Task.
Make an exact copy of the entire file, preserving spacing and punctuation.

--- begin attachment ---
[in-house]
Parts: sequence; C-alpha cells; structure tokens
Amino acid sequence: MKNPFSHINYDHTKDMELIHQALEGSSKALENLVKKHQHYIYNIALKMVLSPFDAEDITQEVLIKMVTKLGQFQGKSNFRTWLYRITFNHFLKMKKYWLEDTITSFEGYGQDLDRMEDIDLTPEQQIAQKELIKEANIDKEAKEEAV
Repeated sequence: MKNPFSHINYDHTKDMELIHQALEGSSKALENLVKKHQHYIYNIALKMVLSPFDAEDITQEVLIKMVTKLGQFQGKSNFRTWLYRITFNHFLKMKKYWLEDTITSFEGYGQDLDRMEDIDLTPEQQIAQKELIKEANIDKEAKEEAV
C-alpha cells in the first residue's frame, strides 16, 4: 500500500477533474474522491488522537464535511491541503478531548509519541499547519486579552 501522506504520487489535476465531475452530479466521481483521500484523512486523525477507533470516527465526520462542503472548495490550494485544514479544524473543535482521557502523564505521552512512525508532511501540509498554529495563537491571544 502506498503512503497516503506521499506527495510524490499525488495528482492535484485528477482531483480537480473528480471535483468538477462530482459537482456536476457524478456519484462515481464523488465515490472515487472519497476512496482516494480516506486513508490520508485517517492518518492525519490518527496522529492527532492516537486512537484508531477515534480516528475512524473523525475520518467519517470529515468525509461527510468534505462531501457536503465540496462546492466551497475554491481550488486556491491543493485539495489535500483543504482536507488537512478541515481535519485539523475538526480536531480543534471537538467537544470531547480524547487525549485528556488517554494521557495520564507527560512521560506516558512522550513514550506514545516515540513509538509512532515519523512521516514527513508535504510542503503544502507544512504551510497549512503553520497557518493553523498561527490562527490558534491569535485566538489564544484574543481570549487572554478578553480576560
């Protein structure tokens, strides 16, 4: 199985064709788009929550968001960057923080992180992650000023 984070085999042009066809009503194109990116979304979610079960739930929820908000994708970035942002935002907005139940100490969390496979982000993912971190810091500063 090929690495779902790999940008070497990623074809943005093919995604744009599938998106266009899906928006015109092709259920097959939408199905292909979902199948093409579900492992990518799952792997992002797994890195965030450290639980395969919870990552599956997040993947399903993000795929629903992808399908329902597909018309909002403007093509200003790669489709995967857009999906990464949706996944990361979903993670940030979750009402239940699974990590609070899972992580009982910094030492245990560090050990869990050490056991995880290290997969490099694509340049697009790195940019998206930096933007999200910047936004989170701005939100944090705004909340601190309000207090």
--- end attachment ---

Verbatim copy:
[in-house]
Parts: sequence; C-alpha cells; structure tokens
Amino acid sequence: MKNPFSHINYDHTKDMELIHQALEGSSKALENLVKKHQHYIYNIALKMVLSPFDAEDITQEVLIKMVTKLGQFQGKSNFRTWLYRITFNHFLKMKKYWLEDTITSFEGYGQDLDRMEDIDLTPEQQIAQKELIKEANIDKEAKEEAV
Repeated sequence: MKNPFSHINYDHTKDMELIHQALEGSSKALENLVKKHQHYIYNIALKMVLSPFDAEDITQEVLIKMVTKLGQFQGKSNFRTWLYRITFNHFLKMKKYWLEDTITSFEGYGQDLDRMEDIDLTPEQQIAQKELIKEANIDKEAKEEAV
C-alpha cells in the first residue's frame, strides 16, 4: 500500500477533474474522491488522537464535511491541503478531548509519541499547519486579552 501522506504520487489535476465531475452530479466521481483521500484523512486523525477507533470516527465526520462542503472548495490550494485544514479544524473543535482521557502523564505521552512512525508532511501540509498554529495563537491571544 502506498503512503497516503506521499506527495510524490499525488495528482492535484485528477482531483480537480473528480471535483468538477462530482459537482456536476457524478456519484462515481464523488465515490472515487472519497476512496482516494480516506486513508490520508485517517492518518492525519490518527496522529492527532492516537486512537484508531477515534480516528475512524473523525475520518467519517470529515468525509461527510468534505462531501457536503465540496462546492466551497475554491481550488486556491491543493485539495489535500483543504482536507488537512478541515481535519485539523475538526480536531480543534471537538467537544470531547480524547487525549485528556488517554494521557495520564507527560512521560506516558512522550513514550506514545516515540513509538509512532515519523512521516514527513508535504510542503503544502507544512504551510497549512503553520497557518493553523498561527490562527490558534491569535485566538489564544484574543481570549487572554478578553480576560
């Protein structure tokens, strides 16, 4: 199985064709788009929550968001960057923080992180992650000023 984070085999042009066809009503194109990116979304979610079960739930929820908000994708970035942002935002907005139940100490969390496979982000993912971190810091500063 090929690495779902790999940008070497990623074809943005093919995604744009599938998106266009899906928006015109092709259920097959939408199905292909979902199948093409579900492992990518799952792997992002797994890195965030450290639980395969919870990552599956997040993947399903993000795929629903992808399908329902597909018309909002403007093509200003790669489709995967857009999906990464949706996944990361979903993670940030979750009402239940699974990590609070899972992580009982910094030492245990560090050990869990050490056991995880290290997969490099694509340049697009790195940019998206930096933007999200910047936004989170701005939100944090705004909340601190309000207090």